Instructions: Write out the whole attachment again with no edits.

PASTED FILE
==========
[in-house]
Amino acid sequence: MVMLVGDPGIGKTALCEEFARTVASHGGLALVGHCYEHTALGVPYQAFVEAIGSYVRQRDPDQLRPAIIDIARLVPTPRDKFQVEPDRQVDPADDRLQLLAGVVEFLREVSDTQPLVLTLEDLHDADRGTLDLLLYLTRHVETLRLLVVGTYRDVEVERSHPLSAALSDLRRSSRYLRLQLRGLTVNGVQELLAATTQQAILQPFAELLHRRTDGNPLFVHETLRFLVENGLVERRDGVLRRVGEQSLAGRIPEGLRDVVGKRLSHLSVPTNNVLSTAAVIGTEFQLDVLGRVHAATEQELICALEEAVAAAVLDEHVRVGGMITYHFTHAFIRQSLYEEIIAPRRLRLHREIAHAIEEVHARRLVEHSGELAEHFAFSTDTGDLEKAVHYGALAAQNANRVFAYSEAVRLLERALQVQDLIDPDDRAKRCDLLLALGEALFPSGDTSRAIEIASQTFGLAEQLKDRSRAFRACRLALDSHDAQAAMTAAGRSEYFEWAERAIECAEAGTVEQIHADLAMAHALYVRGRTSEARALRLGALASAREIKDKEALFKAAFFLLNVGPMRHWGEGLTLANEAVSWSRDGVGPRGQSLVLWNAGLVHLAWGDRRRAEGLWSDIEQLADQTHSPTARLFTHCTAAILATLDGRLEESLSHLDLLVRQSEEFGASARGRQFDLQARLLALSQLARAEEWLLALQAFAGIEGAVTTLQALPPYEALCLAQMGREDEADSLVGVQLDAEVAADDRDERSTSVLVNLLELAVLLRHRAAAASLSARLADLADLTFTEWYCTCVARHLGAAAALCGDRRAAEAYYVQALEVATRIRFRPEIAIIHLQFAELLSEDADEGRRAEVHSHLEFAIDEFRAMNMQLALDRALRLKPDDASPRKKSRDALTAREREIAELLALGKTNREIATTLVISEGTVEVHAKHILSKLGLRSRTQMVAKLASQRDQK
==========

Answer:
[in-house]
Amino acid sequence: MVMLVGDPGIGKTALCEEFARTVASHGGLALVGHCYEHTALGVPYQAFVEAIGSYVRQRDPDQLRPAIIDIARLVPTPRDKFQVEPDRQVDPADDRLQLLAGVVEFLREVSDTQPLVLTLEDLHDADRGTLDLLLYLTRHVETLRLLVVGTYRDVEVERSHPLSAALSDLRRSSRYLRLQLRGLTVNGVQELLAATTQQAILQPFAELLHRRTDGNPLFVHETLRFLVENGLVERRDGVLRRVGEQSLAGRIPEGLRDVVGKRLSHLSVPTNNVLSTAAVIGTEFQLDVLGRVHAATEQELICALEEAVAAAVLDEHVRVGGMITYHFTHAFIRQSLYEEIIAPRRLRLHREIAHAIEEVHARRLVEHSGELAEHFAFSTDTGDLEKAVHYGALAAQNANRVFAYSEAVRLLERALQVQDLIDPDDRAKRCDLLLALGEALFPSGDTSRAIEIASQTFGLAEQLKDRSRAFRACRLALDSHDAQAAMTAAGRSEYFEWAERAIECAEAGTVEQIHADLAMAHALYVRGRTSEARALRLGALASAREIKDKEALFKAAFFLLNVGPMRHWGEGLTLANEAVSWSRDGVGPRGQSLVLWNAGLVHLAWGDRRRAEGLWSDIEQLADQTHSPTARLFTHCTAAILATLDGRLEESLSHLDLLVRQSEEFGASARGRQFDLQARLLALSQLARAEEWLLALQAFAGIEGAVTTLQALPPYEALCLAQMGREDEADSLVGVQLDAEVAADDRDERSTSVLVNLLELAVLLRHRAAAASLSARLADLADLTFTEWYCTCVARHLGAAAALCGDRRAAEAYYVQALEVATRIRFRPEIAIIHLQFAELLSEDADEGRRAEVHSHLEFAIDEFRAMNMQLALDRALRLKPDDASPRKKSRDALTAREREIAELLALGKTNREIATTLVISEGTVEVHAKHILSKLGLRSRTQMVAKLASQRDQK